The Conservation Law Foundation announced a lawsuit Thursday, August 6, against Willowbend Country Club in Mashpee.
The lawsuit states the resort violated the Clean Water Act by discharging pollutants that contribute to nitrogen pollution in Popponesset Bay.
A notice of intent to file suit sent to Willowbend by Ian Coghill, an attorney for CLF, details the alleged discharge of sewage from the country club’s wastewater system, the subsequent flow of effluent into Popponesset Bay and the ecological harm of the excessive nitrogen levels.
“Nitrogen pollution—including from the Willowbend Facility—has caused ‘degraded water quality, adverse impacts to ecosystems, and limits on the use of water resources’ in Popponesset Bay,” Mr. Coghill said in the notice, quoting an analysis by the Massachusetts Department of Environmental Protection.
The Clean Water Act prohibits the discharge of pollutants into navigable waters without a pollutant discharge permit. The CLF, a Boston-based nonprofit, is the driving force behind an earlier civil lawsuit that is compelling Mashpee and other Cape towns to clean their long-polluted estuaries.
Willowbend could not be reached for comment on the lawsuit.
The notice from CLF states that Willowbend, an 805-bedroom community with various amenities, conveys sewage through a wastewater system that partially reduces nitrogen levels before discharging the effluent “within drainage” of the Quaker Run River, the Santuit River and Shoestring Bay—all of which are within the Popponesset Bay watershed.
Effluent then moves through the sandy soil to reach the groundwaters, where it is transported into the surface waters of the Popponesset Bay system, Mr. Coghill said in the notice.
“The vast majority of nitrogen within the Facility’s effluent reaches these surface waters,” Mr. Coghill said.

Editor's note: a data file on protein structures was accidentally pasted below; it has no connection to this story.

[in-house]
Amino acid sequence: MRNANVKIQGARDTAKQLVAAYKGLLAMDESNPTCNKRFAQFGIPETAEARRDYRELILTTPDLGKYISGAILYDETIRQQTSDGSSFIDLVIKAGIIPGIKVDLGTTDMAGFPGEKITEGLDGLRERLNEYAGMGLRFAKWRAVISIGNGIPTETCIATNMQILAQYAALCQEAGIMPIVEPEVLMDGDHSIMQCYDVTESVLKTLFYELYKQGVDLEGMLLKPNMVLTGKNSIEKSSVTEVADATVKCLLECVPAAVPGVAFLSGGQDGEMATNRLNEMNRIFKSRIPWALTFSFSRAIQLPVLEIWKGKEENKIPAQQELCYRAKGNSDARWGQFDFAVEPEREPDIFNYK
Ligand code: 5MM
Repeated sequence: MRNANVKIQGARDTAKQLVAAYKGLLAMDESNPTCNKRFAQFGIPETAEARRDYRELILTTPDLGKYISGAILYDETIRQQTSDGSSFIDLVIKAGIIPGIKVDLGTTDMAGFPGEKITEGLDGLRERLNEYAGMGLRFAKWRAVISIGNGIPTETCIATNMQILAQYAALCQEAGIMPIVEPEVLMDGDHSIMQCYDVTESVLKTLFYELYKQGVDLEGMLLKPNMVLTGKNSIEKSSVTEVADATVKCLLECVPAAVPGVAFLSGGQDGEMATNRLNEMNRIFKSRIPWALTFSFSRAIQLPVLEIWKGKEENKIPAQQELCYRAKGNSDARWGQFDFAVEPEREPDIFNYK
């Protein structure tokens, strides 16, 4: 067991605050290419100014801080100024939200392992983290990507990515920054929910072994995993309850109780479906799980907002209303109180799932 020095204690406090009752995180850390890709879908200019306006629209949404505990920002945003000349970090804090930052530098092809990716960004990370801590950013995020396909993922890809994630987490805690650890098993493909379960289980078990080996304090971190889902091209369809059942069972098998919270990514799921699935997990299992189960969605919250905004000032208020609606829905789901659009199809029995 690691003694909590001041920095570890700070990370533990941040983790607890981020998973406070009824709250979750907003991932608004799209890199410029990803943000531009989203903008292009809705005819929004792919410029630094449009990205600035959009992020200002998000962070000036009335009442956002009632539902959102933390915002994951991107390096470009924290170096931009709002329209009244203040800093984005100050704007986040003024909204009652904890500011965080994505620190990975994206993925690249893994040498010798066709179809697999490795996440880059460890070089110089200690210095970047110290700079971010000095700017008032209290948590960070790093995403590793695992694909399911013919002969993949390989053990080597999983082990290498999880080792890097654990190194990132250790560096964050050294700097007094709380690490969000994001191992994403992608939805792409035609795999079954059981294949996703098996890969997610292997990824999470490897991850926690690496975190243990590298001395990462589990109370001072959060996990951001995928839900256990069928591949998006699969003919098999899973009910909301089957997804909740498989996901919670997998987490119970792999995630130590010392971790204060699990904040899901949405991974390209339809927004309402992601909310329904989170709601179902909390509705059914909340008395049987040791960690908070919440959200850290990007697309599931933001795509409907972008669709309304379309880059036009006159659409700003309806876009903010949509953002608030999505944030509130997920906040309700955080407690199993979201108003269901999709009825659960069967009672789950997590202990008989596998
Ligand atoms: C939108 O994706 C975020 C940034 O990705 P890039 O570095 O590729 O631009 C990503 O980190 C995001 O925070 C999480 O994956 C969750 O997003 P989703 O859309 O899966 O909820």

He states that the nitrogen from Willowbend contributes to the process of eutrophication in the coastal waters, causing concentrations of algae and aquatic plants that can reach densities that “overwhelm the natural ecosystem.”
“Eutrophic blooms can have severe crowding-out effects on the native aquatic ecosystem, and estuary systems are particularly sensitive to such effects,” he said.
The blooms also result in “large quantities of rotting organic matter” that “exhaust available supplies of dissolved oxygen in the water” as they decay, Mr. Coghill said in the notice. The lack of dissolved oxygen can kill fish and shellfish.
“In Popponesset Bay, nitrogen pollution from the [Willowbend] Facility has contributed to such algal blooms followed by extreme decreases in dissolved oxygen concentrations that threaten aquatic life and reduced species diversity,” Mr. Coghill said.
The notice states nitrogen pollution from Willowbend contributes to “unpleasant odors and scums from the blooms in the Popponesset Bay system” as well as “widespread losses in eelgrass.”
“The Facility’s pollutant discharges to the bays are continuous and ongoing,” Mr. Coghill said in the notice.
Nitrogen pollution is not a new subject in Mashpee. The Town of Mashpee has put together a Comprehensive Watershed Nitrogen Management Plan to address the issue and passed an article at Town Meeting in June to design a treatment plant and sewer system.
Also Thursday, August 6, the CFL announced a similar lawsuit against the Town of Barnstable, alleging a violation of the Clean Water Act related to nitrogen pollution in the Lewis Bay system.